Jacksonville, Florida (PRWEB) August 12, 2014
Recently the Owners’ Counsel of America (OCA) and National Federation of Independent Business (NFIB) Small Business Legal Center joined together to file an amici curiae brief in support of the property owner in State of Texas v. Clear Channel Outdoor, Inc., case number 13-0053, urging the Texas Supreme Court to conclude that the State must compensate a billboard owner when the land on which its billboards were located was acquired by eminent domain.
This case involves the condemnation of two parcels of land along Interstate 10 leased by Clear Channel Outdoor for its billboards. The state exercised its power of eminent domain to take land, but refused to condemn and pay for the billboards located on the land.
At the center of the litigation are two questions: whether the billboards are improvements to the property and must be paid for, and whether the government should compensate an owner for structures removed or damaged when the government condemns the underlying land for a public project. The trial court concluded that the billboards are not moveable personal property but rather affixed to the land, and that the State should have condemned and paid just compensation to the owner.
The brief filed by OCA and NFIB argues that billboards are not designed to be moved and that the most valuable part of a billboard is not the materials from which it it is made, but rather its ability to generate income. In view of this reality, the brief stresses two points. First, the trial court and the Court of Appeals both correctly concluded that the State must compensate the owner when it orders a billboard removed if the billboard was previously affixed to the ground, or if removal results in damage or destruction of the billboard. Second, the “income capitalization approach,” which takes into account the billboard’s ability to generate income, is required by the Just Compensation Clause of the federal and Texas constitutions, which require the "full and perfect equivalent" of the property taken. In those circumstances, just compensation owed the owner must account for future income.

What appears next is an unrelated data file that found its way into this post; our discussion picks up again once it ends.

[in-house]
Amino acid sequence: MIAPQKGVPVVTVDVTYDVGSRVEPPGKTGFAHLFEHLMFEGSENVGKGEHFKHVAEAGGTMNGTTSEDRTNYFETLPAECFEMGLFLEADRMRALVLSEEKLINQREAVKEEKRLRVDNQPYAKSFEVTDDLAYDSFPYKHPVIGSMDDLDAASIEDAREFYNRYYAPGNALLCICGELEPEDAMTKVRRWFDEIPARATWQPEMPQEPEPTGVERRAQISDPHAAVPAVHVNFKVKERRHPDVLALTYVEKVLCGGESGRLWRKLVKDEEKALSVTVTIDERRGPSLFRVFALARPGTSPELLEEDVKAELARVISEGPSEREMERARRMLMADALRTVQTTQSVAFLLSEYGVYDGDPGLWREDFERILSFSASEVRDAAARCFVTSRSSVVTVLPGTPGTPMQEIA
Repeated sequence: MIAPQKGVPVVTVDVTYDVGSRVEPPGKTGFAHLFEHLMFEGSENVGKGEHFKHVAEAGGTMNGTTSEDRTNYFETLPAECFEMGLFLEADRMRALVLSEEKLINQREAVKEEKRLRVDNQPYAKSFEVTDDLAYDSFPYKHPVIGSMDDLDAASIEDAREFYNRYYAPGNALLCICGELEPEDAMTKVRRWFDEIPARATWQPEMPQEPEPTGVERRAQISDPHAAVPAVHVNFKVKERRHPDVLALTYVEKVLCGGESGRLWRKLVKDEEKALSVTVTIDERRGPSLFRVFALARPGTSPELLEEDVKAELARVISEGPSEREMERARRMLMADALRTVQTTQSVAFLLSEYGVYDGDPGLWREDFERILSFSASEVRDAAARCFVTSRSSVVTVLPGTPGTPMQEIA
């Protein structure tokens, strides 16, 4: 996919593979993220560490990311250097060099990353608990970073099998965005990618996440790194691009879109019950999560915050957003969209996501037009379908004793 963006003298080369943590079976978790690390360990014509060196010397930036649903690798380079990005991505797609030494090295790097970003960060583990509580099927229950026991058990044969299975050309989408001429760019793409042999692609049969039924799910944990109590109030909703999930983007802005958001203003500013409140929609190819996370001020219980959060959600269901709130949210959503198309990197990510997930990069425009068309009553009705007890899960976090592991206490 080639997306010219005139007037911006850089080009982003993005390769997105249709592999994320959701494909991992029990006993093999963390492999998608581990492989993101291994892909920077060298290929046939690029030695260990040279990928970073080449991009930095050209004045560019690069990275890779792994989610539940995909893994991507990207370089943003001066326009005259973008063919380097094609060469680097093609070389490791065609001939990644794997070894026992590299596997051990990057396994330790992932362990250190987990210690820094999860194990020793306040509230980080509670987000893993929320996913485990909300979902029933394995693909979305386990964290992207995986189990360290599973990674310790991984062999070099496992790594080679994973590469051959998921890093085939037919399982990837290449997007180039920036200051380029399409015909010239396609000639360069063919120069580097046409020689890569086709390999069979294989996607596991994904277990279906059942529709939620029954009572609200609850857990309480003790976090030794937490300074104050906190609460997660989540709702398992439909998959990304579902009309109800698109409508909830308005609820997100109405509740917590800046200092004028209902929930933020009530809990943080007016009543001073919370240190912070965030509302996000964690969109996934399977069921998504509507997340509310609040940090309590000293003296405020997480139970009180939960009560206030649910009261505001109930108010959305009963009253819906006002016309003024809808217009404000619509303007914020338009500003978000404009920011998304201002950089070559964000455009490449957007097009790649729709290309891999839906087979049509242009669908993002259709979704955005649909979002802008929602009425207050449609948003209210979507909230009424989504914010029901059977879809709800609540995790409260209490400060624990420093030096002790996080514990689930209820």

“As a baseline principle of federal law, the government cannot avoid its obligation to pay compensation under the Fifth Amendment when it invades, destroys, or physically appropriates private property, which it certainly did here” explained Robert H. Thomas, a Director with Damon Key Leong Kupchak Hastert in Honolulu. Thomas, the Hawaii member of OCA, worked with NFIB attorney Luke Wake in drafting the brief.
“OCA joined the NFIB as amici in this case because the question before the Texas Supreme Court requires the Court to consider fundamental principles applicable in all eminent domain cases where property valuation is at issue,” Thomas said. “This issue is of concern not only to commercial billboard owners in Texas, but all property owners in the state and nationwide.”
The Texas Supreme Court will hear oral argument on September 17, 2014.
ABOUT OWNERS' COUNSEL OF AMERICA:
The Owners’ Counsel of America (OCA) is a nationwide network of experienced eminent domain attorneys dedicated to protecting the rights of private property owners large and small, locally and nationally, and to advancing the cause of property rights. The lawyers affiliated with OCA are in private practice in nearly every state and represent private owners against federal, state, and local governments, utilities, transportation and redevelopment authorities and other entities that may be armed with eminent domain power. For more information or to locate a condemnation lawyer in your state, please visit http://www.ownerscounsel.com.